A green wedding

Published date: 12th March 2019

While most of the world’s population seems determined to waste the planets resources, a few brave souls make a stand for sustainability. Those who live their lives in this fashion will want their wedding to be as ecologically friendly as possible. A green wedding.

This requires a mindset from the start. Take engagement rings. Diamonds are notorious in green circles: even if you’re sure they aren’t blood diamonds, traded to finance conflicts in Africa, they may have been mined under conditions few would choose for themselves. Gold may be similar, though there are greener sources of the metal. Alternatives such as family heirlooms, or buying from an ethical jeweller sourcing diamonds from North America and Fairtrade gold, mean there’s a way forward for both the engagement and wedding ring.

Invitations are another area that requires thought. If you feel posting invites is a must, then recycled paper is a plus. But with nearly everyone on email these days avoid the energy needed to reprocess even that fibre (and deliver the end results) by mailing friends and family.

Unless you’d feel at ease webcasting your ceremony, a get-together is needed. To keep energy use and greenhouse gas emissions down, the green bride and groom look to somewhere as convenient as possible for those attending. A venue most can walk to is clearly helpful, and ceremony and celebration in the same spot means no cars shuttling between. If transportation cannot be avoided, why not hire a bus instead of cars? It’s greener, more sociable, and (as with much about the green wedding) cheaper – eco can mean economic as well as ecological.

Single use of items that can be re-used is definitely not green, so your clothing for the big day is another area to work on. Some green brides opt to buy vintage dresses and have them altered to fit; others use their mother’s or gran’s. A third option is to buy new – and preferably this should be organic and Fairtrade to know the route to your wardrobe leaves as little damage to the environment as feasible – and pass on for another to use; or wear an outfit that you can wear again afterwards (as was generally done until the mid-19th century even by the wealthy). The groom has it easier, perhaps, a good suit, shirt and tie the basis of office-wear later, or hiring his gear.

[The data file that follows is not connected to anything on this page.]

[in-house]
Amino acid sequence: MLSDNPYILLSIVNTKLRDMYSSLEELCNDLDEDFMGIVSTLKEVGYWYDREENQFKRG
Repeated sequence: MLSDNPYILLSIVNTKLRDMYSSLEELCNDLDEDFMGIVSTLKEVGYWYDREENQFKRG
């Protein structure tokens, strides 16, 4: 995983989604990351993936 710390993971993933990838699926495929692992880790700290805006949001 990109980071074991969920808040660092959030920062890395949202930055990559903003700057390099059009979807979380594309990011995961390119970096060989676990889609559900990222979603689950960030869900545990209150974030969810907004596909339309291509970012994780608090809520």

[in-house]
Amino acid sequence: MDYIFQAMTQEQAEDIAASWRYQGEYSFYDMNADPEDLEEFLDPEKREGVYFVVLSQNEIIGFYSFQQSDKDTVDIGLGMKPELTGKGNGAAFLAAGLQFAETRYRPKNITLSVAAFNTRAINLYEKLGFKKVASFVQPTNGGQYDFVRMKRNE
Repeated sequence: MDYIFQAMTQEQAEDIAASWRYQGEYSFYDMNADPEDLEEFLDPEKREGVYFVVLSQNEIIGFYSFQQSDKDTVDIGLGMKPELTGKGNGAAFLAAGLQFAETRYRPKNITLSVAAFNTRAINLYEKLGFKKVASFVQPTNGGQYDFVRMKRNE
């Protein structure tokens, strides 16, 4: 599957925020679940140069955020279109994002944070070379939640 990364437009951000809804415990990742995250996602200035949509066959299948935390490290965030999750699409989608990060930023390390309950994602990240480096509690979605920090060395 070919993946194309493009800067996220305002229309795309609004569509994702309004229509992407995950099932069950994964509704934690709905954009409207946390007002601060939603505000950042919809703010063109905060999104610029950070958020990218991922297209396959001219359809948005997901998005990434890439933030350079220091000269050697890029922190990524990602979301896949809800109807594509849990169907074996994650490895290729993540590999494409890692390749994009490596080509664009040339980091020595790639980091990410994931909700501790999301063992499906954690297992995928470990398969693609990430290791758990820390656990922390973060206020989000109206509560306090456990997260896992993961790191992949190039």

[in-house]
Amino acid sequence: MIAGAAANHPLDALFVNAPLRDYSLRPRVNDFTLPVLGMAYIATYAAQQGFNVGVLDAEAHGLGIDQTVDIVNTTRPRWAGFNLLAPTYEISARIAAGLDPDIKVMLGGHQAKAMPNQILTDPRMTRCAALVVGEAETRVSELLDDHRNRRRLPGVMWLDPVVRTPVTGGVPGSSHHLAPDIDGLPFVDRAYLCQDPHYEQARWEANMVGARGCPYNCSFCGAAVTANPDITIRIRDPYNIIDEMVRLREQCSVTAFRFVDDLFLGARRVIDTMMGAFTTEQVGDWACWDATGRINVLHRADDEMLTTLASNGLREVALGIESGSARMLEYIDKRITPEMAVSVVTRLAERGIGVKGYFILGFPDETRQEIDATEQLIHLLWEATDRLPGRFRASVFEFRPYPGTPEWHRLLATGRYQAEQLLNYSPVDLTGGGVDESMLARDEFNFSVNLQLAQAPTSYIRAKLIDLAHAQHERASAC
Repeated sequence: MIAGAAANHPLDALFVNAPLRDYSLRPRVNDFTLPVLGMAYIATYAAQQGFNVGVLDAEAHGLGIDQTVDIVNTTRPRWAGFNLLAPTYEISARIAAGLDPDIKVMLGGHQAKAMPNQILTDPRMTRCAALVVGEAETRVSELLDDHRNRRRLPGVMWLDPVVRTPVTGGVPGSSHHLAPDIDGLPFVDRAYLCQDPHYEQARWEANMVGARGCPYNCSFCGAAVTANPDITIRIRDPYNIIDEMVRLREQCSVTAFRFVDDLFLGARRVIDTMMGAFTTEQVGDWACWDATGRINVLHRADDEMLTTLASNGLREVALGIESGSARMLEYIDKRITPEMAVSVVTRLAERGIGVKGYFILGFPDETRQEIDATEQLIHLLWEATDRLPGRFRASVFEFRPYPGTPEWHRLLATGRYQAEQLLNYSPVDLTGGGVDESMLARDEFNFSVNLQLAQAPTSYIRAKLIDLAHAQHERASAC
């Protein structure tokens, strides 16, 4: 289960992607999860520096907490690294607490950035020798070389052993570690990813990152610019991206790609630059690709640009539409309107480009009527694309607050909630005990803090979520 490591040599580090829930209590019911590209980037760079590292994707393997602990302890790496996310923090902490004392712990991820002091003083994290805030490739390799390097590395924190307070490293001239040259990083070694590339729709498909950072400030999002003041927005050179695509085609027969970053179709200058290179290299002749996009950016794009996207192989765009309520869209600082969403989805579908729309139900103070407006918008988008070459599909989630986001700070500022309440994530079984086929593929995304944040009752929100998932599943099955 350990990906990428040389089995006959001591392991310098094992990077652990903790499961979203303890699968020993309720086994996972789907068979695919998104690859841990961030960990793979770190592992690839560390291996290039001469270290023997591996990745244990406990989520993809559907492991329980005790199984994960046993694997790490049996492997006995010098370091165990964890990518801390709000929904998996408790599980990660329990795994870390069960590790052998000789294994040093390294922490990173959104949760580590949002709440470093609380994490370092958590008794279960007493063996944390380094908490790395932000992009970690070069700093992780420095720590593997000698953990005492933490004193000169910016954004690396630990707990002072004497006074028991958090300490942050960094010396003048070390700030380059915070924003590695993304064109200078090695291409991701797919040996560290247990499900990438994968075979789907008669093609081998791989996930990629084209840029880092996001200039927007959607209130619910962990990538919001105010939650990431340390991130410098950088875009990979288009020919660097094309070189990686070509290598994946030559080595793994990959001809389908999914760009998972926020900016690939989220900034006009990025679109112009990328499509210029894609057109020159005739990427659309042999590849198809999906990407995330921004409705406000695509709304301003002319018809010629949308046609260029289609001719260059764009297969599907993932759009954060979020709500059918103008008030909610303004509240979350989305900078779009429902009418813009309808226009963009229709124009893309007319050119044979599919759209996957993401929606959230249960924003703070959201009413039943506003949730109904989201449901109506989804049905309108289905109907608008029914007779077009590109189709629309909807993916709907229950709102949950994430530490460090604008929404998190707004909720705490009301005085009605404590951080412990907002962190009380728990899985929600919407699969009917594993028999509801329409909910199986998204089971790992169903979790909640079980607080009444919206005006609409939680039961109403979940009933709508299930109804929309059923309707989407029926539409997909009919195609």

Food is maybe the easiest aspect of the wedding to keep green. Some simple rules: use nothing grown beyond your region (or grow it yourselves); buy organic to ensure as little damage as possible has been done to the soil; and control numbers and portions to minimise waste – composting any that does occur reduces its impact, and if untouched meals remain at the end see if you can give them to a good local cause. Keeping drink truly local is trickier – champagne comes from Champagne – unless you live near a vineyard, brewery or distillery. Bend the rules a tiny bit to use organic sparkling wine from the likes of Davenport in Kent, or Sedlescombe in East Sussex.

Flowers flown from the other side of the world clearly are not environmentally friendly. Some florists will cater for your needs with locally grown organic blooms; again you could grow your own; and you can minimise bouquet’s environmental impact by keeping it tiny, even a single perfect specimen.

A green honeymoon is one element where there’s plenty of help at hand, with lots of green travel companies fighting for your business. Greenest of all of course is to stay at home, and next to that to remain in Britain, perhaps finding an eco hotel nearby.

Just as bridezillas can become fixated on their super-expensive nuptials, so can the eco-bride develop a mania regarding hers. So remember it’s supposed to be about fun and celebration. One glass of champers (organic of course, Fleury is excellent) won’t signal the end of creation just yet, especially if you set an example of sustainability during the rest of the day.

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